Arbitrage for the littly guy

Discussion in 'Trading' started by mauzj, Aug 11, 2003.

  1. mauzj


    Are there any forms of arbitrage that are available to small traders who don't work for big firms with lots of capital?


  2. And the answer is: NO
  3. there are still opportunities

    but nothing like a few yrs ago
  4. mauzj


    Could you give me some tips on where to look?

  5. to have a lot of capital in arb trading, mergers or otherwise. Thats the main reason why I am with a prop firm. Can have a core position in many spreads and then actively trade around that position. If you don't have as much capital, you can find some pairs to trade that may be more volatile but require less shares or capital to trade, so if you do it right you can find a firm that can help you with your capital requirement, should your desire be to "stay small."

    Maybe you could also consider communicating a refinement of your strategy, including foremost your risk parameters, with the knowledgeable decision makers of various firms, starting a dialogue. Be patient, you will find that someone will listen to a sound strategy with a strong risk management component. You can get the buying power you need in my opinion. Also be patient in your communication as you deal with the more influential people who can help you.
  6. nitro


    A qualified yes. You needs lots of capital, tremendeous data feeds, or alternatively be at the exchange and work as a team with someone to arb screen vs pit.

    There are other alternatives for the little guy, but only as part of a firm.

  7. There are arbs for the little guy (still need some $$$$ power) , but lately they suck and the ops are few and far between. Seems arbs work best when theres lots of public money sloshing around and the mm's don't give a rats a** about your arb, 'cause they're making so much off the suckers.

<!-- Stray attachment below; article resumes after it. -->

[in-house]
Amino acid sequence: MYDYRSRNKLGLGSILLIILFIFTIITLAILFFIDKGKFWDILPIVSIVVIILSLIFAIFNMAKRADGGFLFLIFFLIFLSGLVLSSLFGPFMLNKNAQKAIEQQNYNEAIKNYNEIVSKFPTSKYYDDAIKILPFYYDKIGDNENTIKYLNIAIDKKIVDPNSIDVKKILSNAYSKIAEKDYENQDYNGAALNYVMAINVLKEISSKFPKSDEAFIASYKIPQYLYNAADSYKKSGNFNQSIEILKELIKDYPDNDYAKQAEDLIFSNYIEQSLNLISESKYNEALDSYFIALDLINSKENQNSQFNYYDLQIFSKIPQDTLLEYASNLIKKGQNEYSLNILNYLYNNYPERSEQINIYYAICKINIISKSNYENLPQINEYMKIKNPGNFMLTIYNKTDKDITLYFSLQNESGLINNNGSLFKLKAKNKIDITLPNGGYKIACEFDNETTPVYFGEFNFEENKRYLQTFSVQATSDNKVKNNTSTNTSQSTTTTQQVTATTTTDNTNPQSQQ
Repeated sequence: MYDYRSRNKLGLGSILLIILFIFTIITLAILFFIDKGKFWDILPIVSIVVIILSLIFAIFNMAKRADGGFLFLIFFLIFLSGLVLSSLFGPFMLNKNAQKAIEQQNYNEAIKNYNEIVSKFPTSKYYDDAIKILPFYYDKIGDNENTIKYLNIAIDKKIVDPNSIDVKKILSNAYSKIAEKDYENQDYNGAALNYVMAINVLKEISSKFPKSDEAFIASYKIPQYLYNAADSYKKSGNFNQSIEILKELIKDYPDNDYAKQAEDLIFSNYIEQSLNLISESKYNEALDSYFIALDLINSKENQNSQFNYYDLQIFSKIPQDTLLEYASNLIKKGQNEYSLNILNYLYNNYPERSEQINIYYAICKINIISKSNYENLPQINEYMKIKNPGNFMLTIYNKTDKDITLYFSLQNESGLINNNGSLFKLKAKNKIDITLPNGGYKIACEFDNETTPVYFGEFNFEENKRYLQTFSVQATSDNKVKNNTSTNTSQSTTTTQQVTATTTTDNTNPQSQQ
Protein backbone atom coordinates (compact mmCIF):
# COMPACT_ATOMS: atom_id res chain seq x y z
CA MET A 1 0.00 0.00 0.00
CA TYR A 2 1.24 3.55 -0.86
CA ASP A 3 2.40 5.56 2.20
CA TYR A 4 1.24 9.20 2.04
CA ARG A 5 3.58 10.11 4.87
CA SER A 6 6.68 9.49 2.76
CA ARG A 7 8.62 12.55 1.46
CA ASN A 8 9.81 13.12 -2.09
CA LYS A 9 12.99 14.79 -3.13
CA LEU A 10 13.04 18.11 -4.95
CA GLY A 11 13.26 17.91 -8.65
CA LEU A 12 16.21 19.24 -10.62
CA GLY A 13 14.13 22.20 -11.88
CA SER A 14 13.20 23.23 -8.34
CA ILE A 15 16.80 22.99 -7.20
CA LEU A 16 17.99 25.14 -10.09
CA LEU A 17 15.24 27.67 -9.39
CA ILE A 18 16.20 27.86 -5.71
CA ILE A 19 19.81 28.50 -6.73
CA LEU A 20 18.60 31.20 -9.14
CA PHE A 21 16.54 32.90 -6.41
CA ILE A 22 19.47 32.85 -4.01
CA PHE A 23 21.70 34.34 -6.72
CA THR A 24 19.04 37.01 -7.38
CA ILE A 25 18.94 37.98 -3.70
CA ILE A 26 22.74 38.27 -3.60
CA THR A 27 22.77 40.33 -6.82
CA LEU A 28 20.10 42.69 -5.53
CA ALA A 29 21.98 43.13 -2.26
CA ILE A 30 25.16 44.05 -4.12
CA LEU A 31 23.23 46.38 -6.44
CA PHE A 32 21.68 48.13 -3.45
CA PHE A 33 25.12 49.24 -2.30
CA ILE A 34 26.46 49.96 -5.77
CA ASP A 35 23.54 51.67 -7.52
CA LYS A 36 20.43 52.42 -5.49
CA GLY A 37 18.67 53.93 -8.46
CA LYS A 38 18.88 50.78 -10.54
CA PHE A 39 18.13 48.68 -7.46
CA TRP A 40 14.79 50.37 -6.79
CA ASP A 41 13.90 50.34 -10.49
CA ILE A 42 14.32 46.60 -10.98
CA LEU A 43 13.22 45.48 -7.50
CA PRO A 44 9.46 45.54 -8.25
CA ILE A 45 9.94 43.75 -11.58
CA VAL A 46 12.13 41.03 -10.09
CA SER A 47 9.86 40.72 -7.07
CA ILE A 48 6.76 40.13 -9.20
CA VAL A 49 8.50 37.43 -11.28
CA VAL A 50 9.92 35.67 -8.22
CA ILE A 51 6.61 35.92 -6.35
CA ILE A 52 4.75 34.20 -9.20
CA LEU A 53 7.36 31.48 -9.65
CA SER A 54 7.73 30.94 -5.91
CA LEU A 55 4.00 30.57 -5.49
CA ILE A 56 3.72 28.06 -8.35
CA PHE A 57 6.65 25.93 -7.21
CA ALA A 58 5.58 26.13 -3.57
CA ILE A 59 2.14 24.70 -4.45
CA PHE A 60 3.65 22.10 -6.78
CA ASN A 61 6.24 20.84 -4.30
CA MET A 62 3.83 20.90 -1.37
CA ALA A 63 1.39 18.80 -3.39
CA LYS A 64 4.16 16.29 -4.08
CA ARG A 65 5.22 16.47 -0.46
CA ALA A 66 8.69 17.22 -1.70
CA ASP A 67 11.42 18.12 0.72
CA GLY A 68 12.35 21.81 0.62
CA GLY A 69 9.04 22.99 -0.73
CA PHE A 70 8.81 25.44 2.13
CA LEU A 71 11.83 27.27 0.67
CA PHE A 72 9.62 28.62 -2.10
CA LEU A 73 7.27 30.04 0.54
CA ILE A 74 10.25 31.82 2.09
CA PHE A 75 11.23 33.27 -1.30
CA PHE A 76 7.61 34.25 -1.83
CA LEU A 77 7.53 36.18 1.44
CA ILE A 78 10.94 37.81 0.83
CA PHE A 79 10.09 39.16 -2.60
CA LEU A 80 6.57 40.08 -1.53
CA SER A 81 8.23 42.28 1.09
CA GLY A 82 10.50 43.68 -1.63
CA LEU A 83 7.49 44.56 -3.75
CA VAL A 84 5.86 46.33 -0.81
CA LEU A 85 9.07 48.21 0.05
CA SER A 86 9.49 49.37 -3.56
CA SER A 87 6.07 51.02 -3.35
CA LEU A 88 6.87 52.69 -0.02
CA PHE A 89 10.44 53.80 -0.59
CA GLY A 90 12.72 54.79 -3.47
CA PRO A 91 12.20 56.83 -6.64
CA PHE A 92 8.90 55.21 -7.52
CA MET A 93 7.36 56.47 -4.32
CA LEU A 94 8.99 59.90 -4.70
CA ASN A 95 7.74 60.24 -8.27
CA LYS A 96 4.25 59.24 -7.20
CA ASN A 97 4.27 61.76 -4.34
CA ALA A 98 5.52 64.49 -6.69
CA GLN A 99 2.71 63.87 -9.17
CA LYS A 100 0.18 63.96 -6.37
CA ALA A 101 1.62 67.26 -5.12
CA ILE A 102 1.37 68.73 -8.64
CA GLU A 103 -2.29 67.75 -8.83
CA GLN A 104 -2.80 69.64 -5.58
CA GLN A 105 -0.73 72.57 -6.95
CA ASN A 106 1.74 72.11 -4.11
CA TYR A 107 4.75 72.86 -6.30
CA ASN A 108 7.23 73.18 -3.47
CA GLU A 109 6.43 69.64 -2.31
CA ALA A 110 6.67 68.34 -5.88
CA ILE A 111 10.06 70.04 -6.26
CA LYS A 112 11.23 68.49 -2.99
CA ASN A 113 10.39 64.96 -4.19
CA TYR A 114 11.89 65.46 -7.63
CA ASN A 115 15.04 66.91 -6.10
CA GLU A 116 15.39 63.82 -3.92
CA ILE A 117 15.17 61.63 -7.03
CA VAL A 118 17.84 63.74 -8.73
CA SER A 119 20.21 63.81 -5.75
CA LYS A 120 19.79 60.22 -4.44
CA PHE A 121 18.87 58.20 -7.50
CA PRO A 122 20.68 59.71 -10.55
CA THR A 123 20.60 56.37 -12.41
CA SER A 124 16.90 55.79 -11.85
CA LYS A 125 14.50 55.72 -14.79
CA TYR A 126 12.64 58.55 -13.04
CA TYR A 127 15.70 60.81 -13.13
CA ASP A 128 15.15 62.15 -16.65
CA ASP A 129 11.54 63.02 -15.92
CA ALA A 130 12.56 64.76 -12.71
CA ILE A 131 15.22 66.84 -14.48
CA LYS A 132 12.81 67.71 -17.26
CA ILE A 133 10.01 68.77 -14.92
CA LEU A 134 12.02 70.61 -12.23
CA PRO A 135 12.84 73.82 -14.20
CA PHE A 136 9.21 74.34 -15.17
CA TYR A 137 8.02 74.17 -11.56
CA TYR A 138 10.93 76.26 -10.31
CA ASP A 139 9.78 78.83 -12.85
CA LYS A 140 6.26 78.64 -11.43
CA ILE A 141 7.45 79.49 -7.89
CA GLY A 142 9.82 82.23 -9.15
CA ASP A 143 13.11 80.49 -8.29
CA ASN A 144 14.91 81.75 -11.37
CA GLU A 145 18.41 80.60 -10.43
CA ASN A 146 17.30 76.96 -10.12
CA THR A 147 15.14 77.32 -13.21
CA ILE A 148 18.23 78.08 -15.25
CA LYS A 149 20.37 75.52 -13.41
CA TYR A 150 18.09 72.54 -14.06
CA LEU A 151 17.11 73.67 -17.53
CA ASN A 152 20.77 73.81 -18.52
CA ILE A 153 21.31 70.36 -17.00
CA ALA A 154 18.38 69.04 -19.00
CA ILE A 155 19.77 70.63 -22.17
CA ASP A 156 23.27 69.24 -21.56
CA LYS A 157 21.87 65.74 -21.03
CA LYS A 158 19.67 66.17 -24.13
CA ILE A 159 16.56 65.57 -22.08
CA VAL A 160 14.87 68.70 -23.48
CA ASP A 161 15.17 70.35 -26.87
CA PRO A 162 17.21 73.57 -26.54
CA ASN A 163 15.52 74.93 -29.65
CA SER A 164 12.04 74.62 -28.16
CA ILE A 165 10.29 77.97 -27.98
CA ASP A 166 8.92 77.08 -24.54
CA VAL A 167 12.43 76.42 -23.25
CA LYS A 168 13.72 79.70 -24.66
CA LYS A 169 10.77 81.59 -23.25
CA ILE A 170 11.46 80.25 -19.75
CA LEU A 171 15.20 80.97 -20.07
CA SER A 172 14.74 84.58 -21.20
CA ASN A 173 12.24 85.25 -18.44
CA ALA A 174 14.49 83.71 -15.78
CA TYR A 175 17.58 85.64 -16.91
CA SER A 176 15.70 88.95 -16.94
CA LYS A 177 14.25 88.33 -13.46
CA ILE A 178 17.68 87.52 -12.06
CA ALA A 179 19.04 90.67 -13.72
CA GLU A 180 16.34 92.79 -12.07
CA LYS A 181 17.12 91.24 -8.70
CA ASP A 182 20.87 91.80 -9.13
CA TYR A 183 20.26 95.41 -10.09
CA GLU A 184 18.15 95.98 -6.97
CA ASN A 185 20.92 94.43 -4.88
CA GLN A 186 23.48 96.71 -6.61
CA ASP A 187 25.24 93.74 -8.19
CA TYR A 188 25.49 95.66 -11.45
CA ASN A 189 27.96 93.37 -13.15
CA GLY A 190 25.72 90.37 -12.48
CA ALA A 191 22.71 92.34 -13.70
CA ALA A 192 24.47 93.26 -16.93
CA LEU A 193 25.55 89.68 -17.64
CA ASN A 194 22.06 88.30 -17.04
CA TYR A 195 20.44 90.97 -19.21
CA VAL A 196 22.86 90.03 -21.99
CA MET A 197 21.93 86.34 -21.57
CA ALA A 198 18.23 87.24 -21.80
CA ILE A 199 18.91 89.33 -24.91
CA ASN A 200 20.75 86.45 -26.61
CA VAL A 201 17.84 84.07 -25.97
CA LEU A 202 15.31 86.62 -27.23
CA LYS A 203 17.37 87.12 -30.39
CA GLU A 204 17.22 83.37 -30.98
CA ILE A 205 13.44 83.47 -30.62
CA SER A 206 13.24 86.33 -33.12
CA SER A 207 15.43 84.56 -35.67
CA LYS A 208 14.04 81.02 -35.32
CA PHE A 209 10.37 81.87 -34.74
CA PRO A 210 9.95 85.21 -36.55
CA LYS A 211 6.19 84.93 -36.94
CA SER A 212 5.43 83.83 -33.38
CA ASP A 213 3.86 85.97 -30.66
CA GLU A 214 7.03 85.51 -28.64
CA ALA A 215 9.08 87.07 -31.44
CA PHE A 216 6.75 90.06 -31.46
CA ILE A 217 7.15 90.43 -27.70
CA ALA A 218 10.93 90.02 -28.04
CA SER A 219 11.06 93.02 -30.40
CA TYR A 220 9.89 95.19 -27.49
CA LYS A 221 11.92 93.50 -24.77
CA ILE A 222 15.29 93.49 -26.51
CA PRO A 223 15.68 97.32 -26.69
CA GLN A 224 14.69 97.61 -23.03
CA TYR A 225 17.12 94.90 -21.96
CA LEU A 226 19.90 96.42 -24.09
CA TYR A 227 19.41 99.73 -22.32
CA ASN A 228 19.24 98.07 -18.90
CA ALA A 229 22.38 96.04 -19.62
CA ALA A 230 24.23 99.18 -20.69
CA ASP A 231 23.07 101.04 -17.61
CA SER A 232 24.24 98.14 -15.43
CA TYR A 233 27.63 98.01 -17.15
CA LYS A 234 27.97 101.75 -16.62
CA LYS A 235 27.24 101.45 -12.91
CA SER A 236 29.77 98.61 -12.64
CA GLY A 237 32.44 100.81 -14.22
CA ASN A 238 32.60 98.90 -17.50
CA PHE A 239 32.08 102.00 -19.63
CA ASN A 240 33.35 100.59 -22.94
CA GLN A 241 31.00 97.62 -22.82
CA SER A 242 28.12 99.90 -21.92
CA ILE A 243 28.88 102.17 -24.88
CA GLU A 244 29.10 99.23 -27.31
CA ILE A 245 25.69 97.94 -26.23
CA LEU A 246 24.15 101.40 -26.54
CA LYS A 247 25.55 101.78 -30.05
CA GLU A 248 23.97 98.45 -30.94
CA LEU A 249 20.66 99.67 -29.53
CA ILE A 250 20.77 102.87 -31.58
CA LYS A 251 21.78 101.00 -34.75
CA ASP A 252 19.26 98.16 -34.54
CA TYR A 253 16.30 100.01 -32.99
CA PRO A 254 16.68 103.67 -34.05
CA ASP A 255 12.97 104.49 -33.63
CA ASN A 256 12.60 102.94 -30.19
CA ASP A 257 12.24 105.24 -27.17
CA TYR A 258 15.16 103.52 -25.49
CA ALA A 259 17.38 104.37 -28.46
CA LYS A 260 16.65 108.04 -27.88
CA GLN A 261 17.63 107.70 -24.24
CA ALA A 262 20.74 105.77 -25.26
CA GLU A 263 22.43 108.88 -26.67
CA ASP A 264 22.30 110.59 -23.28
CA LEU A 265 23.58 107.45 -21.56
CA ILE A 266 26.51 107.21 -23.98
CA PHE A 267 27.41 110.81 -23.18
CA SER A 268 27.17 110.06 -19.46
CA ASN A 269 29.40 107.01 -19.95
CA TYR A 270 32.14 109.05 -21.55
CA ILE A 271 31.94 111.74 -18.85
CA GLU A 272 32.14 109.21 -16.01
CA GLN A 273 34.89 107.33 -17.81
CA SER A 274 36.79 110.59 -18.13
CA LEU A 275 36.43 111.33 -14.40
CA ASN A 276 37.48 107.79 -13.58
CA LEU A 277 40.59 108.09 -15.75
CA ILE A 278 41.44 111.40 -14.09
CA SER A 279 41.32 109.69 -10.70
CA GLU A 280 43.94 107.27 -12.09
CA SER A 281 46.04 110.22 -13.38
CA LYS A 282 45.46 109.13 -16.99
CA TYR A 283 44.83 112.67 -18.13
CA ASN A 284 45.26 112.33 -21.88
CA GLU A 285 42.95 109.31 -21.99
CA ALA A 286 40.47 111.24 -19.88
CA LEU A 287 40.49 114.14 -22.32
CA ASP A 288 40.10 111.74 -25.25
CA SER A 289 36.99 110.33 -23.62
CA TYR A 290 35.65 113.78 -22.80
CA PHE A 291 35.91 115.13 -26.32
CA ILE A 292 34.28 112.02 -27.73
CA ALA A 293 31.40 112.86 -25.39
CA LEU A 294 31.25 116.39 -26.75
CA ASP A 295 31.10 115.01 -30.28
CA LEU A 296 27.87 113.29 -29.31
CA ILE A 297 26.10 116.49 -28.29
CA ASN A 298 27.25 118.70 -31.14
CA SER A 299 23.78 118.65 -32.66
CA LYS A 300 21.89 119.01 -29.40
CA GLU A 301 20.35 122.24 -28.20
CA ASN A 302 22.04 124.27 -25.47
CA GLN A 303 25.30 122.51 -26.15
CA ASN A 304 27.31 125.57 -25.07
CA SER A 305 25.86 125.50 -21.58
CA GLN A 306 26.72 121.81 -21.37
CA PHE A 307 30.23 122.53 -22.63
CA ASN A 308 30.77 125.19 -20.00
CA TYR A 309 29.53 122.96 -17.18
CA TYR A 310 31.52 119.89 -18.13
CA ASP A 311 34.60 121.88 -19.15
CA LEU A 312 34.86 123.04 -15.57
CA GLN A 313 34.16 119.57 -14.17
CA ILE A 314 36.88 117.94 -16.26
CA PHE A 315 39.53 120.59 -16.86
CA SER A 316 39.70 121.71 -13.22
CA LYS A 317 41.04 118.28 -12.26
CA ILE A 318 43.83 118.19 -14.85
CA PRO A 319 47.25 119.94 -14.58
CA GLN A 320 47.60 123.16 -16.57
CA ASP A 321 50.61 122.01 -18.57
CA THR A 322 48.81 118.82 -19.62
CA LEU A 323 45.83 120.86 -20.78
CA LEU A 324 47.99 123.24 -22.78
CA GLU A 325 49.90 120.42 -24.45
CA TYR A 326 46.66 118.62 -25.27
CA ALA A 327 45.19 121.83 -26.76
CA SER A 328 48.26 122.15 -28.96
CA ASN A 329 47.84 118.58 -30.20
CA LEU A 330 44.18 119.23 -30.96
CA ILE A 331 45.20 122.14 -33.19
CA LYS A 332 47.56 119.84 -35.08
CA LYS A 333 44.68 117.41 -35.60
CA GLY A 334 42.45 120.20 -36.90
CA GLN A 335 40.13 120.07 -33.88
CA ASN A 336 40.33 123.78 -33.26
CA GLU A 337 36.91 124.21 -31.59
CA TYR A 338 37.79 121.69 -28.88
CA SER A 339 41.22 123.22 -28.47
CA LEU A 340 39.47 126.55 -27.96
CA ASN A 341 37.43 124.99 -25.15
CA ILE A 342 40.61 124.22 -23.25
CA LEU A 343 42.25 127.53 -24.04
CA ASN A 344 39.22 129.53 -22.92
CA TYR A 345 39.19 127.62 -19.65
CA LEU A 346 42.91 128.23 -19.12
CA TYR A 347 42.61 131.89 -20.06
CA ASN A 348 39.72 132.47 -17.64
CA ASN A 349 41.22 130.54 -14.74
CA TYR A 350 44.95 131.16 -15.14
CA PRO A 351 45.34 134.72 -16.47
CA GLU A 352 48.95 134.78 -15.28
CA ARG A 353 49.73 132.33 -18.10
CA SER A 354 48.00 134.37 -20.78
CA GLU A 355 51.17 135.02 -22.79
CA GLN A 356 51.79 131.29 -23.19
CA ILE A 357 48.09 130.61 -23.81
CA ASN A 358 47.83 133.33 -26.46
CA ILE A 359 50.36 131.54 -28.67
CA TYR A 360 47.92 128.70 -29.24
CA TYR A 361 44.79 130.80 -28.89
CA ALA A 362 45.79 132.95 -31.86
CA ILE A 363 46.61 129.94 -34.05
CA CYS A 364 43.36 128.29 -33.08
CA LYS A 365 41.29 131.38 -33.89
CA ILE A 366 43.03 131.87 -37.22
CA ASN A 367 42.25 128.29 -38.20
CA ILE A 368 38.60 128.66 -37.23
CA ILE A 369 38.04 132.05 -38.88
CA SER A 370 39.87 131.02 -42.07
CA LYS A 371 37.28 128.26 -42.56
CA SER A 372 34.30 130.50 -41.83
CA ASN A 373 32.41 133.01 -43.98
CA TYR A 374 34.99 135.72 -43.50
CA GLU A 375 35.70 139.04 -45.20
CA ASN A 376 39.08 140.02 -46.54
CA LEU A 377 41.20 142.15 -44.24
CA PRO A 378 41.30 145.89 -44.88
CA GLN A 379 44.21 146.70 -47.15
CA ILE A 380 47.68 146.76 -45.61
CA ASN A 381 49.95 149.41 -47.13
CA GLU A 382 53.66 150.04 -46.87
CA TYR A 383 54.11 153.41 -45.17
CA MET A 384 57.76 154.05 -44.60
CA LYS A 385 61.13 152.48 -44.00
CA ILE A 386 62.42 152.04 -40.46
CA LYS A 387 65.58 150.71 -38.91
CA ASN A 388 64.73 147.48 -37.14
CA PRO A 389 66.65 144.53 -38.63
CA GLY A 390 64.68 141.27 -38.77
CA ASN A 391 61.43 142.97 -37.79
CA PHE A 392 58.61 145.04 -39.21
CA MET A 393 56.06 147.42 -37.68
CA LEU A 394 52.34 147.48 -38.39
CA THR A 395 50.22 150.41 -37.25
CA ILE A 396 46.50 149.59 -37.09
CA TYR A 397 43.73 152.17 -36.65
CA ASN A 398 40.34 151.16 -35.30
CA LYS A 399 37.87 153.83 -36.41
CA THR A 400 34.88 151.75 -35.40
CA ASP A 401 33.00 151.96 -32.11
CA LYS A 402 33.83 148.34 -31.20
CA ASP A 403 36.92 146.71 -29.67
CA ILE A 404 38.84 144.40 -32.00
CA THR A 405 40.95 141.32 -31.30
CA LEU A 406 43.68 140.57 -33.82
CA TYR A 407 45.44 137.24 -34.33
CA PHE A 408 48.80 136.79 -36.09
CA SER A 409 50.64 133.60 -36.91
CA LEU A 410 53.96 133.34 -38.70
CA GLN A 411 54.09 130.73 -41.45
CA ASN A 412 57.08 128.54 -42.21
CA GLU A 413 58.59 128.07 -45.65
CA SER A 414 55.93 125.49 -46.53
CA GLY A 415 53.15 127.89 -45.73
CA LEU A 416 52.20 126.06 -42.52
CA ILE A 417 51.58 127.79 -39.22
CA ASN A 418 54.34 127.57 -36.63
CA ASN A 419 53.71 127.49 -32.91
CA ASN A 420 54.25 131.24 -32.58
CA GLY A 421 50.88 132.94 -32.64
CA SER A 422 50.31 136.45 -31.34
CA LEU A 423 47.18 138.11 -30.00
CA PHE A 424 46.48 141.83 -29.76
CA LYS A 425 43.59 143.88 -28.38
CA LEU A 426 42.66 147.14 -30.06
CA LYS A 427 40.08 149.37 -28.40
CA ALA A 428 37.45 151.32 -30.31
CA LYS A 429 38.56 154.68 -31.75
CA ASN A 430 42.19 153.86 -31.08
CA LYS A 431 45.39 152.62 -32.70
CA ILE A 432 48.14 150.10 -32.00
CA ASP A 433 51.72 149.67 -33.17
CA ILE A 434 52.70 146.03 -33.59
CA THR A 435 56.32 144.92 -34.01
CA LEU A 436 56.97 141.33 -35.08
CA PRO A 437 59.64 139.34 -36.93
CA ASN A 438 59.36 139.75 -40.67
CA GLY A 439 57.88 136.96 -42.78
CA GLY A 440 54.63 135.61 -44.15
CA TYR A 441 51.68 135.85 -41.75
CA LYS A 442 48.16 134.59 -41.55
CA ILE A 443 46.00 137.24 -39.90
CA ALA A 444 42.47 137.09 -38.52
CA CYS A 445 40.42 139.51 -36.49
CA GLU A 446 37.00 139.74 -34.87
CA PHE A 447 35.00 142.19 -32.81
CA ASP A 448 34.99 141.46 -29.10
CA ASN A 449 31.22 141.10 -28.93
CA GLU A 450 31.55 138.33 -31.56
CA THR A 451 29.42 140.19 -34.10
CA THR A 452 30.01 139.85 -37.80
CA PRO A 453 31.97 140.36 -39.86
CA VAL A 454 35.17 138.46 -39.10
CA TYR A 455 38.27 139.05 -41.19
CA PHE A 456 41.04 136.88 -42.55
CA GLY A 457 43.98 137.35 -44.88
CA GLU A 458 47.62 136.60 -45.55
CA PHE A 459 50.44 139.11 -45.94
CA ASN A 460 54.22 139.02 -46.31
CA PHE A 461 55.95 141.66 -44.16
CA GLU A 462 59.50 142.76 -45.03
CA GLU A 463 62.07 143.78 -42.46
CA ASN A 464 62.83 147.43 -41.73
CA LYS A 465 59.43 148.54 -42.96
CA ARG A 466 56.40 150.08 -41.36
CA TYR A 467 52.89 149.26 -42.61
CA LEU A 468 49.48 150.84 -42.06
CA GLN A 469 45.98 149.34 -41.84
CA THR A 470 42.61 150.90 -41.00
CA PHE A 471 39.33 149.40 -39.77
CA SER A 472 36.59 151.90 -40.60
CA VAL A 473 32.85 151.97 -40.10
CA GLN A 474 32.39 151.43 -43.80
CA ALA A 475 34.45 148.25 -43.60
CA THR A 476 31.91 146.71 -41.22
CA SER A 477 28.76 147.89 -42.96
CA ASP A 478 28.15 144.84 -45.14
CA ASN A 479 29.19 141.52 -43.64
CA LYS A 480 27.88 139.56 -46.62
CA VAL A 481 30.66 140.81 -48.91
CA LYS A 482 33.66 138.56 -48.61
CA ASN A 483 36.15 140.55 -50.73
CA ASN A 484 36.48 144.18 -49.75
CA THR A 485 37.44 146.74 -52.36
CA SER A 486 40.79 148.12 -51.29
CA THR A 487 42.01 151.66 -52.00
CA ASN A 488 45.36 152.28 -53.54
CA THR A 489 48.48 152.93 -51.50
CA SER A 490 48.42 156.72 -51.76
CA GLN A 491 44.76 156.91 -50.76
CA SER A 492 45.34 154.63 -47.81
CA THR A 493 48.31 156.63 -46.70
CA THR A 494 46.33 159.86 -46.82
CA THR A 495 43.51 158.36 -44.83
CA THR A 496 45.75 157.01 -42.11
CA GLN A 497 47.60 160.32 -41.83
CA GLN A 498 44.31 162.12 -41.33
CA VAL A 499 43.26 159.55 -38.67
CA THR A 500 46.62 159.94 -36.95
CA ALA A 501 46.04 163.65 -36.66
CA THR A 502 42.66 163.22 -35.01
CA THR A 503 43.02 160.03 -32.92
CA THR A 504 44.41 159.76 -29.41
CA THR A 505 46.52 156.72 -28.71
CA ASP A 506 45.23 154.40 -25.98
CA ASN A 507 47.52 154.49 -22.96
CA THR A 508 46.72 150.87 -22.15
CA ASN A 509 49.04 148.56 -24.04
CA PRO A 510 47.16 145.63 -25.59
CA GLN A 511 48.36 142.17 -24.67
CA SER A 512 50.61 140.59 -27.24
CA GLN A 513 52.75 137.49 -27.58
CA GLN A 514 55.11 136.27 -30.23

8. of futures magazine

    there is an interview with a gentleman who did alot more arb

    than I ever could ... but claims to have been highly rewarded for
    taking the risk on the arbs
  9. sammybea


    Seth there was a guy who claimed to account for about 30% in afterhour volume in the Q's. Is this who you are talking about? I can't remember his name.
  10. man


    1. arbitrage at its purest definition is risk free. since we live in a highly computerize world with thousands of people looking for exactly that, risk free return, the markets have become highly efficient. this game does not exist for single trader with below average capital and below average equipment. and it never existed

    2. arbitrage as commonly used today refers to spread trading at any kind. identify something undervalued and something overvalued an trade on this imbalance. this can happen in equities, classic is the merger arbitrage trade of buying the target and selling the acquirer, in fixed income, like trading mortgage backed securities against each other or against government bonds (or any hybrid), in options, like trading different expiration dates against each other.
    within these transactions, there is always risk involved. the further one is ahead of the crowd, the less risk he is forced to accept.

    the question is whether there is arbitrage of the second kind for the below average guy in terms of capital and equipment. i personally doubt it is. maybe someone is extremely lucky and finds something by chance - seems very unlikely to me. i think it is possible for a single person to move ahead of the crowd, but it will require sincere effort and push this person probably above average in terms of equipment, skills and quite quickly in terms of capital.
    what is definitely the case for arbitrage, that there is no valid information available on an internet board. risk return ratios in these games are so attractive, that no one would even slightly risk it by publishing it. have mentioned mergers and fixed income - these games require so much risk and played by so many people that they hardly justify the term arbitrage any more. those people who are doing these games successfully are very well equipped and in terms of skills and capital.

    conclusion: dig dig dig. in arbitrage the secrecy is even more severe than in other trading areas, like trend following.

    #10     Aug 12, 2003